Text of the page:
Book Review : Mike McCrary - Genuinely Dangerous (2016)
Mike McCrary writes big, dumb and funny action novels that would fit way better on a theater screen. Only problem is that they're not nearly as big and dumb as they pretend to be, so they also require the context only a novel's sheer size can offer. He's basically writing smart novels for an audience who no longer reads. Because he would be featuring drunk and belligerent on the Conan O'Brien Show if they did. McCrary's first two books Getting Ugly and Remo Went Rogue are almost screenplay-sized, making the transition a natural. His latest Genuinely Dangerous is a proper 300-pager, so how different is it from his short, action-packed and batshit crazy earlier novels?
Not that different, really. It's just...kind of smarter? I know, Mike McCrary and smart literature are two things that may not necessarily go together in your mind. Bear with me.
Genuinely Dangerous is the story of Jasper Tripp, a disgraced film director looking for his way back to Hollywood after releasing a disastrous art film. Jasper is particularly upset because his childhood friend Wilson Gains has become plenty successful with a war documentary he didn't even shoot himself and announced to the media he plans to shoot another documentary on Jasper's fall from grace. But our protagonist has plans of his own: he will embed himself in a crew of bank robbers and shoot the most vivid and dangerous documentary ever made. It's a great idea on paper, except that dealing with volatile criminals who have no interest whatsoever in being filmed is a little bit like dealing with the devil. Even if you win, you're going to surrender more than you bargained for.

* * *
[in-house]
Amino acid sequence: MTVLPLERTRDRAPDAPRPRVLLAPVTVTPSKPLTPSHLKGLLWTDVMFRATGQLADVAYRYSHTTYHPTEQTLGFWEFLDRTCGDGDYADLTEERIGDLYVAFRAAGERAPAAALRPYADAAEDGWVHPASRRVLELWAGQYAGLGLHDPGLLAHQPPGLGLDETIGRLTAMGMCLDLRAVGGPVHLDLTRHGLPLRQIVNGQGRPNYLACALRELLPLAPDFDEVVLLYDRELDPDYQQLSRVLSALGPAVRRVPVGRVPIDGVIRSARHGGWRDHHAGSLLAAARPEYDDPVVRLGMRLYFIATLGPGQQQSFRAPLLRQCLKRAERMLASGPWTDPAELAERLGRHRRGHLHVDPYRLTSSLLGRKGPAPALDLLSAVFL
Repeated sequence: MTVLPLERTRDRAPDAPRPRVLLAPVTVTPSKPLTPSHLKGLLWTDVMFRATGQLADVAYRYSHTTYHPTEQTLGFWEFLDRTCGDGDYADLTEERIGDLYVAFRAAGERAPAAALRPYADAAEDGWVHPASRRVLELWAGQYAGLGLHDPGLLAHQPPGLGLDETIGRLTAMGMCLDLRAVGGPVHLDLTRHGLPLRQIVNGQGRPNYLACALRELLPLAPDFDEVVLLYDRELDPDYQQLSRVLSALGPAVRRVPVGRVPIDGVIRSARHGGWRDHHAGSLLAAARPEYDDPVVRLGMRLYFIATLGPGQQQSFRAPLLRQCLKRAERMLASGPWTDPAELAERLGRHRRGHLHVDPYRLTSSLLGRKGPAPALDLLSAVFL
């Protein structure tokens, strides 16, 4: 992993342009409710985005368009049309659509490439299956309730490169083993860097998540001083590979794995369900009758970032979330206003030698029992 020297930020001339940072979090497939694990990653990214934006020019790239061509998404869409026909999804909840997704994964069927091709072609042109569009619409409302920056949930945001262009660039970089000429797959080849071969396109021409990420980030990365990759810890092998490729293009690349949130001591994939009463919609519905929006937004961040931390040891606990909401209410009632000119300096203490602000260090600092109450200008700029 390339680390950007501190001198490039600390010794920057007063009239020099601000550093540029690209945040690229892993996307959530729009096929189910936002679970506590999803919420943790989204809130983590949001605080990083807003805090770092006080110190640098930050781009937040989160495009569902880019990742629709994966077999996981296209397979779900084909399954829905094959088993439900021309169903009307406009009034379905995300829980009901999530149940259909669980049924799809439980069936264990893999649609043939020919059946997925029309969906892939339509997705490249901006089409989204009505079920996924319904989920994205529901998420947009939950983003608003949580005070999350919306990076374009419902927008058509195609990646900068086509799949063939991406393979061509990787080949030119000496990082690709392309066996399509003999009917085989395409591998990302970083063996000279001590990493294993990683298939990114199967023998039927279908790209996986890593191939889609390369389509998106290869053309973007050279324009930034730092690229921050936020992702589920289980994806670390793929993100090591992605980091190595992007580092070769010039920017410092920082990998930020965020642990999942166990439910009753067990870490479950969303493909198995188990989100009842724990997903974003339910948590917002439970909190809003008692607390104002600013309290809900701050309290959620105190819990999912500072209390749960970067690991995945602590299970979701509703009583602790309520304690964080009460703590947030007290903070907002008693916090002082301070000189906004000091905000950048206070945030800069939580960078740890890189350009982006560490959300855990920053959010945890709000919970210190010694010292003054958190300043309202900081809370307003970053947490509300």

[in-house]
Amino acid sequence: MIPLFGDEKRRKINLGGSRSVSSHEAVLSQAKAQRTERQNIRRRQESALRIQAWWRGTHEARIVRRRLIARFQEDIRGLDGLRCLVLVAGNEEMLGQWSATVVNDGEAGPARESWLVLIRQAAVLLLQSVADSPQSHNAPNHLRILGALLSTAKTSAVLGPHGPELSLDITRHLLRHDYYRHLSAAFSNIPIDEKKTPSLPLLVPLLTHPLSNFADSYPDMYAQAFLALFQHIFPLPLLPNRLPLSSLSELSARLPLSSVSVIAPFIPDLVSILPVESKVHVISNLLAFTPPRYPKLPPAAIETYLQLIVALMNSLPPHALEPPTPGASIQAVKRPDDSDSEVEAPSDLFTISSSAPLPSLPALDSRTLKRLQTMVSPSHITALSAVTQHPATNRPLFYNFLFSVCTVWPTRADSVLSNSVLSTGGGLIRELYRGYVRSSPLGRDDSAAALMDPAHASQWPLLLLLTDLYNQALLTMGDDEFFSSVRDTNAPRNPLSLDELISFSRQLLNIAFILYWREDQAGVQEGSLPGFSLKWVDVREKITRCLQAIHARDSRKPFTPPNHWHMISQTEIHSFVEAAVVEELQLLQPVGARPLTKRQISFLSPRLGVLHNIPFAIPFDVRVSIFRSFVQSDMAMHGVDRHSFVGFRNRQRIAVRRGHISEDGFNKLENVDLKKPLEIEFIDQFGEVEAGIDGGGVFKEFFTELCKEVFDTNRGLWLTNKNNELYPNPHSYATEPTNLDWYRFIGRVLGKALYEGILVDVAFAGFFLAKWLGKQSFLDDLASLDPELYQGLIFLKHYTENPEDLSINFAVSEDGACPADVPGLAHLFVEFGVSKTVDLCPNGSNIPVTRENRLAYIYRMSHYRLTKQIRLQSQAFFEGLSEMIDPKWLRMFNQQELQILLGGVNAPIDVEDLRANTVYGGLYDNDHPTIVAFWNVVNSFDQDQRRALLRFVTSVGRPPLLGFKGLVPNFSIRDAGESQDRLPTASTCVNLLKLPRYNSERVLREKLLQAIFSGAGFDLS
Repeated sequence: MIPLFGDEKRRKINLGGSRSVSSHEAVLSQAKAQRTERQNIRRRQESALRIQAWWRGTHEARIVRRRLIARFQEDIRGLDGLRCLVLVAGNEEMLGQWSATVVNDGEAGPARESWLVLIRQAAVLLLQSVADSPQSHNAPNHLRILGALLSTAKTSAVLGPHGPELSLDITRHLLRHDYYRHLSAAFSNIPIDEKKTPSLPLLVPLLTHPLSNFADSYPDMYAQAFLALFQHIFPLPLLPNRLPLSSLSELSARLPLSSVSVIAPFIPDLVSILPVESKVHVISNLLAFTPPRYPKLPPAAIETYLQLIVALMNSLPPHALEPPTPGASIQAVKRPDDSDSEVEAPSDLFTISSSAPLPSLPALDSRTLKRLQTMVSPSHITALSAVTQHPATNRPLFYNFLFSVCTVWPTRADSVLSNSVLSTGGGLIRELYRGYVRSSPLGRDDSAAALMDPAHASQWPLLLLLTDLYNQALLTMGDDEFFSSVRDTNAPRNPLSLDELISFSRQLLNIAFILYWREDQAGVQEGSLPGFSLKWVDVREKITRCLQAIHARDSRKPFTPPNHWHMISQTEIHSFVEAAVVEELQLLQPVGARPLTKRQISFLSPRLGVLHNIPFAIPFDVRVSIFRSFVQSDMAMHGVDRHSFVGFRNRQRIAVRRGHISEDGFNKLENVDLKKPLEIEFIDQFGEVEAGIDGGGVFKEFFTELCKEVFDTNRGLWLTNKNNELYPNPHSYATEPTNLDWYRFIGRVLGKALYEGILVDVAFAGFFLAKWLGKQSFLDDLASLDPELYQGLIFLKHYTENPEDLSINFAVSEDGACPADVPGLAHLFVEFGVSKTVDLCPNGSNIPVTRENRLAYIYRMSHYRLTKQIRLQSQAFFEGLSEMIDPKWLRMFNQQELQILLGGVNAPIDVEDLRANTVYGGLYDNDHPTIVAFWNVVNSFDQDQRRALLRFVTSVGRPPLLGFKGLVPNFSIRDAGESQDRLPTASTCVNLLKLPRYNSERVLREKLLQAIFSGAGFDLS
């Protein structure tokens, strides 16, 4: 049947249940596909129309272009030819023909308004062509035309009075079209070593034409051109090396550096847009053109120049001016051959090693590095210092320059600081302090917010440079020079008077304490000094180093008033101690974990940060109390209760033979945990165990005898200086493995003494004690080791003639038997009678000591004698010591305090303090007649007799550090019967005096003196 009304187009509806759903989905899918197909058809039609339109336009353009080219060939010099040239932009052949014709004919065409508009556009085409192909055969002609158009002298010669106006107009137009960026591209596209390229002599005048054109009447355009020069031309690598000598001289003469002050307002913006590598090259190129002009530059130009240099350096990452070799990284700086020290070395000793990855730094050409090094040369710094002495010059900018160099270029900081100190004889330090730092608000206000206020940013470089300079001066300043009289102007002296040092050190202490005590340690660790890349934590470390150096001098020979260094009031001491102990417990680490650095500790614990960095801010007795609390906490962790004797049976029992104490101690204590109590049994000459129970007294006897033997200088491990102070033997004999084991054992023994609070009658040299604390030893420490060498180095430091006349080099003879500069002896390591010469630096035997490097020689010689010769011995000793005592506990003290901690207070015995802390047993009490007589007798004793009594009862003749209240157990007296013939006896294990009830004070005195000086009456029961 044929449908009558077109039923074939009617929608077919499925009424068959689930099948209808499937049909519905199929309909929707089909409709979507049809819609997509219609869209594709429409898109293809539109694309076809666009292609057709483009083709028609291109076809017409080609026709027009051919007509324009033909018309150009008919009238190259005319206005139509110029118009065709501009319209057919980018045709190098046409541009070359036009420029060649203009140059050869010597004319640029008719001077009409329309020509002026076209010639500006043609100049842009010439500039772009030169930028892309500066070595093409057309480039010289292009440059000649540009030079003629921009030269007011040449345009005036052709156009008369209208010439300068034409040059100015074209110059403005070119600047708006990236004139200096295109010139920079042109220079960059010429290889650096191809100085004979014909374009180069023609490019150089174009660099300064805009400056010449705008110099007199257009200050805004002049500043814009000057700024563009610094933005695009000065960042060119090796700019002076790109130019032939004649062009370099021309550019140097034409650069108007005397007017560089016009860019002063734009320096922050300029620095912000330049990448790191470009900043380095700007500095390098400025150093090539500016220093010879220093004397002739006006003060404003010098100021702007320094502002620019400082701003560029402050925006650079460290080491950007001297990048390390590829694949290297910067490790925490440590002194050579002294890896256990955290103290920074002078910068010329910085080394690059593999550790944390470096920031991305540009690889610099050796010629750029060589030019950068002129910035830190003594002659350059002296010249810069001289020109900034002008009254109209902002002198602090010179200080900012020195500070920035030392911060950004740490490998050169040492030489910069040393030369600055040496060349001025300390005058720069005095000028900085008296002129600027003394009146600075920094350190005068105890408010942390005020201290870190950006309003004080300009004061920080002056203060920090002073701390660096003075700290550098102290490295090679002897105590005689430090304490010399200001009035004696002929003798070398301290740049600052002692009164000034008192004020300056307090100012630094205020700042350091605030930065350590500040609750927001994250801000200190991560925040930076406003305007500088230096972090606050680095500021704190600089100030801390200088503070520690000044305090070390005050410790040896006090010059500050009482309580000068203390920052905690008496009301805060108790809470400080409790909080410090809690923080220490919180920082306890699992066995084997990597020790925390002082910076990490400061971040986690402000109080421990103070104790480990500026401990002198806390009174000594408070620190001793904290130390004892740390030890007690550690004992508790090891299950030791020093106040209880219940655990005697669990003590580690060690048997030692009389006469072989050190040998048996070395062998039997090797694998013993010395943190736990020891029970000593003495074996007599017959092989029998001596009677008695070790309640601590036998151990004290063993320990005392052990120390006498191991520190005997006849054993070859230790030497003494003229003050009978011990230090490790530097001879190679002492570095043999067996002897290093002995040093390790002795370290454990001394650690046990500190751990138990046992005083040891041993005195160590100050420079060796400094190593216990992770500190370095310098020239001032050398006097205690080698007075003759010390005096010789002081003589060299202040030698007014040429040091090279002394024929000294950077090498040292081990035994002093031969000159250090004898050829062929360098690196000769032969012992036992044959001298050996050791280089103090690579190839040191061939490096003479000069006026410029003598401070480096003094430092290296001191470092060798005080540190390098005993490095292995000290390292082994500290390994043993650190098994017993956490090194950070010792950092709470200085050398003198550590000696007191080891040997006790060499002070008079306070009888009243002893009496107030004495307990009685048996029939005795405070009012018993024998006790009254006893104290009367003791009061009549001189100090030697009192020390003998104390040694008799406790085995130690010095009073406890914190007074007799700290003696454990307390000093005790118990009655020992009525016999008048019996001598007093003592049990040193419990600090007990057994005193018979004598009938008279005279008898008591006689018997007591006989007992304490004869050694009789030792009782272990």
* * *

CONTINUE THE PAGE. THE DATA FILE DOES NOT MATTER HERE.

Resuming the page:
So, the driving theme of Genuinely Dangerous is success. Jasper Tripp is obsessed with becoming a successful filmmaker like W. Gains. * Jasper never lived up to his own standards for success, yet recklessly endangers himself because he feels entitled to it. If the guy he grew up with became successful by conning everybody, why can't he pull it off if he actually DOES the risky work himself? But how do you define success? Jasper had two movies produced, one that made its money back, he's very successful by Hollywood standards, which he admits himself at the beginning of the novel. So, what is Jasper after, really? His own definition of success isn't quite clear: does he want to get revenge on W. Gains? Is his idea of success being more popular than Gains? Is it important to him to the point of endangering his life? Sure, Mike McCrary's novels are full of people overreacting and doing crazy shit, but it never felt so intimate.
While I loved Jasper Tripp and identified with his existential struggle in a weird way, I thought the gangster crew were roughly drawn psychopaths, which slightly undermined my appreciation of Genuinely Dangerous. Once again, batshit crazy people are a common fixture in Mike McCrary's fiction but these guys are just too crazy and constantly drag the novel in different directions. McCrary kept it close to the vest and narrated the novel from Jasper's first person perspective, which was undoubtedly smart, but he surrenders himself to the bank robbing crew in order to get his project off the ground, and that's a problem because for 100 pages or so, they seem like they have no idea what to do with him. It's also interesting because for a moment Genuinely Dangerous transforms into a hostage novel where the hostage forced himself upon his captors, which is insanely original, but the novel has difficulty committing to one idea.
Chalk Genuinely Dangerous as another artistic success for Mike McCrary. I usually don't support the work of self-published authors because there is usually more than one reason why they weren't published, but McCrary is an exception that confirms the rule. He's a talented authors who has his "own thing" and constantly pushes the boundaries of what he's capable of. It's difficult to ask for anything more as an audience. Genuinely Dangerous is, like every McCrary novels, a lot of fun, and while it's not perfect of transcendent, it has that extra layer of meaning that makes it a more fulfilling read than his previous work. Give it a shot if you're looking to distance yourself from all these self-serious reads out there.
* Notice the subtle irony in the said filmmaker name here.